— The city may require sidewalk vendors to obtain a local license before engaging in the activity. Food vendors also will have to comply with state health and safety and permit requirements.
— There will be a distinction between stationary sidewalk vendors (vendors permitted to operate from a fixed location) and “roaming sidewalk vendors” (vendors who move from location to location, stopping only to complete a transaction).
Stationary vendors can be prohibited from residential zones while roaming vendors may not be prohibited except to meet objective health and safety standards. The city can ban a sidewalk vendor from a public park if it already has granted someone an exclusive concession to sell food or other goods in the park, which the City of West Hollywood has not done.
— The city can prohibit vending within the “immediate vicinity” of a permitted special event, including a certified farmers’ market or swap meet, during the limited duration of the event. A sidewalk vendor can never operate within one block of a farmers market such as the Helen Albert Farmers Market at Plummer Park. The Department of Public Works memo is asking the City Council to declare its revision of sidewalk vending regulations an “urgent measure” to accommodate such vendors during one permitted special event — this coming weekend’s LA Pride events. An urgency ordinance takes effect immediately upon its adoption by four-fifths of the City Council.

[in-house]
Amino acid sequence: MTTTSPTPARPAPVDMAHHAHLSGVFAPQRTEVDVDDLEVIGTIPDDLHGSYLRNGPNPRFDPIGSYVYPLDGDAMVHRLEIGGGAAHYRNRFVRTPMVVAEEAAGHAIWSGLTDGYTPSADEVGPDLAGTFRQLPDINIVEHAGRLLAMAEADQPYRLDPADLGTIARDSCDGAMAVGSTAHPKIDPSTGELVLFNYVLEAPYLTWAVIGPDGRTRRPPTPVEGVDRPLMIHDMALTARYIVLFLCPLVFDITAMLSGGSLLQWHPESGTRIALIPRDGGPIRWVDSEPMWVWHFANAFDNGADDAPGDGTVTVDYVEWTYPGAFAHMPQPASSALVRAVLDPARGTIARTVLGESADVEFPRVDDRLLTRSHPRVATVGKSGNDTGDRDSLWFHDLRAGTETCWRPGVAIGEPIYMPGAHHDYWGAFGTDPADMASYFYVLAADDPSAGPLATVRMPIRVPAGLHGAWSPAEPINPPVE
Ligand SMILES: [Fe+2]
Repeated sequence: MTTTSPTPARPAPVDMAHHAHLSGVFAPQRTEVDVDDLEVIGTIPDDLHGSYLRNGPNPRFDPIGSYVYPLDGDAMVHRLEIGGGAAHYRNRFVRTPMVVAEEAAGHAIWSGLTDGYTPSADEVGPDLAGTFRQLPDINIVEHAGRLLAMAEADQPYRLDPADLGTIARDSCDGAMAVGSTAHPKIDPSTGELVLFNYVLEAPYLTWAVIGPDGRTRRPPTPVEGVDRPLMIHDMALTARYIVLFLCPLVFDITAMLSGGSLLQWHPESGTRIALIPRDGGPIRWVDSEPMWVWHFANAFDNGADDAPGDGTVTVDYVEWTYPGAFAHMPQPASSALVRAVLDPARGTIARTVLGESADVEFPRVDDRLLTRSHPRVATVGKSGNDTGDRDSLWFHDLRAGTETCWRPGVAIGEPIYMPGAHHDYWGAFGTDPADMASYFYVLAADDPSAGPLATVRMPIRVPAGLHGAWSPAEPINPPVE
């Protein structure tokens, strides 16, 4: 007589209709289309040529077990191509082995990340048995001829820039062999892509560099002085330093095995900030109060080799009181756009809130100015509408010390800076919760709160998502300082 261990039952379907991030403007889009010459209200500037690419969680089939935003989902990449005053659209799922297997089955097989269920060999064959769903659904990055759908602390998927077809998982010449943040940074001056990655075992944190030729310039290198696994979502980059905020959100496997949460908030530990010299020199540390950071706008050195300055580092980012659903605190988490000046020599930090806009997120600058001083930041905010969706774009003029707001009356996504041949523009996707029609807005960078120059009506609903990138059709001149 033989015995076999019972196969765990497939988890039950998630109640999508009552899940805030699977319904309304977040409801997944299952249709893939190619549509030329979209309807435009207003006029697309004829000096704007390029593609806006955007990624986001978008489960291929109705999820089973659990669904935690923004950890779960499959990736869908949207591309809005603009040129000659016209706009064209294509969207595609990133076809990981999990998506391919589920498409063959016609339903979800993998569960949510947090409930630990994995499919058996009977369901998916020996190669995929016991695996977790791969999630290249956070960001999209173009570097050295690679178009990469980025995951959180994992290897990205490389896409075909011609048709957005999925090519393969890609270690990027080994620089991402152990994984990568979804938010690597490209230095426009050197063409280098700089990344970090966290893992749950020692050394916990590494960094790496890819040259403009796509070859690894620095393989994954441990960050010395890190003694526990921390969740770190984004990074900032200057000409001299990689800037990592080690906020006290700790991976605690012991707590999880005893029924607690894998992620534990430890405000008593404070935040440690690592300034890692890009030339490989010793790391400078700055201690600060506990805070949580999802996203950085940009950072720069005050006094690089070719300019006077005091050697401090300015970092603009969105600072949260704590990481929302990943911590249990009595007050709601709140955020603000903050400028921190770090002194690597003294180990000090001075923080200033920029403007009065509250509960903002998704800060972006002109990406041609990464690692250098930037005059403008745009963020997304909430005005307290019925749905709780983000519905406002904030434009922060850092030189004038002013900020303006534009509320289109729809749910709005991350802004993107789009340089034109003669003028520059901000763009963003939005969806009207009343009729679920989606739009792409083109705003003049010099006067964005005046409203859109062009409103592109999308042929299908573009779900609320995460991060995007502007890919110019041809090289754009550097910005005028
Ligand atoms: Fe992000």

— The city will not require someone applying for a vending permit to show a Social Security number, which would limit undocumented residents from making such applications. Instead, the applicant can show a valid California driver’s license or identification number, or an individual taxpayer identification number. The applicant will have to undergo a fingerprint scan and obtain a permit from the L.A. County Public Health Department for food vending.
Consistent with the new state law, permit violations, including sidewalk vending without a permit, will only be punished by an administrative fine, and actual fee assessments will take into consideration a person’s ability to pay the fine says the Public Works Department memo.
Under the state law, a violation of the city’s vending ordinance is punishable only by a fine of $100 for a first violation, $200 for a second violation, and $500 for each additional violation within one year of the first violation. The city may impose higher fines for vending without a permit: $250 for a first violation, $500 for a second violation, and $1,000 for each additional violation within one year of the first violation. A vendor’s failure to pay an administrative fine cannot be punishable as an infraction or misdemeanor, and no additional fines, fees, or assessments can be levied against the vendor.
SB 946 requires the city take into account the vendor’s ability to pay the fine. If a person meets certain criteria, the city must accept payment of only 20% of the fine and can allow the person to complete community service in lieu of paying a fine.
The City Council will consider the proposal at its meeting on Monday at the City Council Chambers at 625 N. San Vicente Blvd. south of Santa Monica. Free parking is available in the adjacent five-story structure with a ticket validated in the lobby.